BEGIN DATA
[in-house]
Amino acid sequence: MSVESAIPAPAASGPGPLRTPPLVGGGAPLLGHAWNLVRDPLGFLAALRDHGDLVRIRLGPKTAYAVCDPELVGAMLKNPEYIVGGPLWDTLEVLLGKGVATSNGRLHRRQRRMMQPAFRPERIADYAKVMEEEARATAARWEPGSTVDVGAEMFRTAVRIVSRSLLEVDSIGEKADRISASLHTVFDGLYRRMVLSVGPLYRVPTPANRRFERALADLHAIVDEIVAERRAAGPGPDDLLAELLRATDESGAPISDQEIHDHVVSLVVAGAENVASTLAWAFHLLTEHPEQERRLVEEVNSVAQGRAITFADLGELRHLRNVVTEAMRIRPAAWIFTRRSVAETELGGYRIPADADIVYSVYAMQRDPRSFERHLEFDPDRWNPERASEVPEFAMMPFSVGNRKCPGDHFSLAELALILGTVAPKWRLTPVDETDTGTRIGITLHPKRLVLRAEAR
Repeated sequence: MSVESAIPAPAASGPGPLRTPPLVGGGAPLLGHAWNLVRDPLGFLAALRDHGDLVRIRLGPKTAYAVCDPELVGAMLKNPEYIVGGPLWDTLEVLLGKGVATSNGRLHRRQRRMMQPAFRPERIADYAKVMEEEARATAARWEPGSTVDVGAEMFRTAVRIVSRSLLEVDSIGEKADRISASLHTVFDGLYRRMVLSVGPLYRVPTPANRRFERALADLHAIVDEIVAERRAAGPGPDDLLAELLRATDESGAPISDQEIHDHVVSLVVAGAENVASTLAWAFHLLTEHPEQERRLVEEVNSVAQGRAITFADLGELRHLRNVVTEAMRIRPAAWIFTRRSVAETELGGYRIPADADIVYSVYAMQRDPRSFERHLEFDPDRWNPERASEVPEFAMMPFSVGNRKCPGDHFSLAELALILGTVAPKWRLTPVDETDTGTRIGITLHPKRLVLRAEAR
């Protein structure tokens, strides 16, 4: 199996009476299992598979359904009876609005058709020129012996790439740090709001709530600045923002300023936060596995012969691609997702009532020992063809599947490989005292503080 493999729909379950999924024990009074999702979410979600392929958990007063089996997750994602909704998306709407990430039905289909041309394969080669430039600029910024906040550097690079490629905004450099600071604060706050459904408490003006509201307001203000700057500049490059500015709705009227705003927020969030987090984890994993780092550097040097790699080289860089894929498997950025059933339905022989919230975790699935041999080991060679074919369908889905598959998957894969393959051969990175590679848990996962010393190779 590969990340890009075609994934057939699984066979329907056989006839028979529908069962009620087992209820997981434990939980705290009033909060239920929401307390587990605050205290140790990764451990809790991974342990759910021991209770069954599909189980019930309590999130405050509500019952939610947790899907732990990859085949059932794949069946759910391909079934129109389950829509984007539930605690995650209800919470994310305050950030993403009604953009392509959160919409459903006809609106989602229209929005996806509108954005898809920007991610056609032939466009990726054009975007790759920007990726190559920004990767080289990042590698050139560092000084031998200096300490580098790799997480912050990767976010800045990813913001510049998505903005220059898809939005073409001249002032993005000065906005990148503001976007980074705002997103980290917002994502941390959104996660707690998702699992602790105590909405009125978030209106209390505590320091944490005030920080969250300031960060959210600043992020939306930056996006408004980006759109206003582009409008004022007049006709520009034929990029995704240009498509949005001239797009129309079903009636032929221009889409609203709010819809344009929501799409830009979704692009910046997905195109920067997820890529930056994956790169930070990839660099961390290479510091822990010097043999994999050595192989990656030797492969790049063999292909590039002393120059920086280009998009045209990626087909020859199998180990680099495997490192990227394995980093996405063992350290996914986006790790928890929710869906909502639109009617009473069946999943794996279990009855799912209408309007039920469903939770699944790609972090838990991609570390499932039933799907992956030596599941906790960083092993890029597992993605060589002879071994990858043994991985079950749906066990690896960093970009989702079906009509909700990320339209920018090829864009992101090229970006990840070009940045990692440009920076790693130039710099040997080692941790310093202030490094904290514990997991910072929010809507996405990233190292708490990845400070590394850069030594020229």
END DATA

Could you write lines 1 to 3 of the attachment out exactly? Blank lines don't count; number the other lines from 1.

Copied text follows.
[in-house]
Amino acid sequence: MSVESAIPAPAASGPGPLRTPPLVGGGAPLLGHAWNLVRDPLGFLAALRDHGDLVRIRLGPKTAYAVCDPELVGAMLKNPEYIVGGPLWDTLEVLLGKGVATSNGRLHRRQRRMMQPAFRPERIADYAKVMEEEARATAARWEPGSTVDVGAEMFRTAVRIVSRSLLEVDSIGEKADRISASLHTVFDGLYRRMVLSVGPLYRVPTPANRRFERALADLHAIVDEIVAERRAAGPGPDDLLAELLRATDESGAPISDQEIHDHVVSLVVAGAENVASTLAWAFHLLTEHPEQERRLVEEVNSVAQGRAITFADLGELRHLRNVVTEAMRIRPAAWIFTRRSVAETELGGYRIPADADIVYSVYAMQRDPRSFERHLEFDPDRWNPERASEVPEFAMMPFSVGNRKCPGDHFSLAELALILGTVAPKWRLTPVDETDTGTRIGITLHPKRLVLRAEAR
Repeated sequence: MSVESAIPAPAASGPGPLRTPPLVGGGAPLLGHAWNLVRDPLGFLAALRDHGDLVRIRLGPKTAYAVCDPELVGAMLKNPEYIVGGPLWDTLEVLLGKGVATSNGRLHRRQRRMMQPAFRPERIADYAKVMEEEARATAARWEPGSTVDVGAEMFRTAVRIVSRSLLEVDSIGEKADRISASLHTVFDGLYRRMVLSVGPLYRVPTPANRRFERALADLHAIVDEIVAERRAAGPGPDDLLAELLRATDESGAPISDQEIHDHVVSLVVAGAENVASTLAWAFHLLTEHPEQERRLVEEVNSVAQGRAITFADLGELRHLRNVVTEAMRIRPAAWIFTRRSVAETELGGYRIPADADIVYSVYAMQRDPRSFERHLEFDPDRWNPERASEVPEFAMMPFSVGNRKCPGDHFSLAELALILGTVAPKWRLTPVDETDTGTRIGITLHPKRLVLRAEAR